LUBO Lighting International Inc. has a new generation of outdoor lighting fixtures with a ...
  Arlington's Bare Wire Ground Clamp is made of solid brass with brass screws that is easy ...

 

Peers & Profiles

  • Prev
Andrew MacLeod is a territory sales manager with Leviton Manufacturing of Canada in British ...
  Floyd Lau founded Amptek Technologies in 2002 as an end to end engineering design ...
Mike Marsh, President and CEO of SaskPower, has been a leading figure in Saskatchewan’s ...
Gordon MacDonald is a cheerful, driven individual who loves to be challenged, a trait that suits ...
  Most of us have a difficult enough time managing one job and a home life. However, some ...
  Since 2012 Barnstormer has advanced the abilities of their brewery with the installation ...
  Electrical Industry Canada was recently given the unique opportunity to see ...
  Vickery Electric has been providing electrical services to the Whitby area since 1923, ...
Safety standards in the electrical industry are constantly evolving, which requires that ...
Newman Electric was founded in 1995 and has established itself as a leading electrical contractor ...

Copper $US Dollar price per pound

Gordon M

 Gordon MacDonald is a cheerful, driven individual who loves to be challenged, a trait that suits him well as a lighting specialist overseeing retrofit projects for Rexel in New Brunswick and P.E.I. He also has had a unique introduction to the field he now works in. 

Gordon was born and raised in Moncton, New Brunswick and has lived there for most of his life. He has an incredibly busy home life that extends to his children, stepchildren and grandchildren. Beyond family life he enjoys “playing guitar and piano, going target shooting, cooking BBQ, trying new foods and learning new things.”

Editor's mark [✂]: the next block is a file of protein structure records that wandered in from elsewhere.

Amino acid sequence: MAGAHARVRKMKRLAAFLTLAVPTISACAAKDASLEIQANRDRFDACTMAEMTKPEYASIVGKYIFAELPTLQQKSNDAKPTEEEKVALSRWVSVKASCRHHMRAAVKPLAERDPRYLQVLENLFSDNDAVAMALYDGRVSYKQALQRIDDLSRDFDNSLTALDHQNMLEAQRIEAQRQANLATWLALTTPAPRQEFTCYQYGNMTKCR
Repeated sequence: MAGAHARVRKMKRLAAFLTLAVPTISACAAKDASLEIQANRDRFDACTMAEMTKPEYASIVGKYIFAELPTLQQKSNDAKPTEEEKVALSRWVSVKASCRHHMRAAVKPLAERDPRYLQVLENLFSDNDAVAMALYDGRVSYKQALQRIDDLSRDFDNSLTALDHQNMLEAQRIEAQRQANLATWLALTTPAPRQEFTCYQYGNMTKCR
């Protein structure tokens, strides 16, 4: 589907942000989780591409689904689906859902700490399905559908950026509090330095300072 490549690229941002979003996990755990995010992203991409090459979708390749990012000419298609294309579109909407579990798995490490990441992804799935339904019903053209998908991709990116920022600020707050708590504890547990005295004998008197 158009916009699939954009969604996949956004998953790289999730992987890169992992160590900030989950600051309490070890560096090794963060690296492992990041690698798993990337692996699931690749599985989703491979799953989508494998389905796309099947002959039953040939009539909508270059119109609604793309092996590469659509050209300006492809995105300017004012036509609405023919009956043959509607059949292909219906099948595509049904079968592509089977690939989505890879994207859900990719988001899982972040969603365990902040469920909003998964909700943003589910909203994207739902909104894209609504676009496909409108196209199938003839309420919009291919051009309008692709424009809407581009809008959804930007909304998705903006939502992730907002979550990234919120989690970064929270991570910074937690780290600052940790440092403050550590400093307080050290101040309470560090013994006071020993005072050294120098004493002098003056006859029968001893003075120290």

How One Hospital Is Improving Patient Care with Advanced Analytics Demand for healthcare is outstripping capacity, but Toronto’s Humber River Hospital has a solution: a digital Command Centre powered by GE’s Wall of Analytics. As populations grow and age, many hospitals are being stretched past their limits. Rather than apply temporary or partial fixes to address the challenges that underlie this busy, acute care hospital, Toronto’s Humber River Hospital has chosen to implement a holistic, state-of-the-art hospital command centre that will enable it to achieve radical gains in quality and efficiency.

The hospital partnered with GE Healthcare Partners to conceive, design and build the new 4,500 square-foot command centre, a cornerstone of which will be GE’s Wall of Analytics that processes real-time data from multiple source systems across the hospital.

Read more: How One Hospital is ...

 

Kerrwil Publications

538 Elizabeth Street, Midland,Ontario, Canada L4R2A3 +1 705 527 7666
2016 All rights reserved

Use of this Site constitutes acceptance of our Privacy Policy (effective 1.1.2016)
The material on this site may not be reproduced, distributed, transmitted, cached or otherwise used, except with the prior written permission of Kerrwil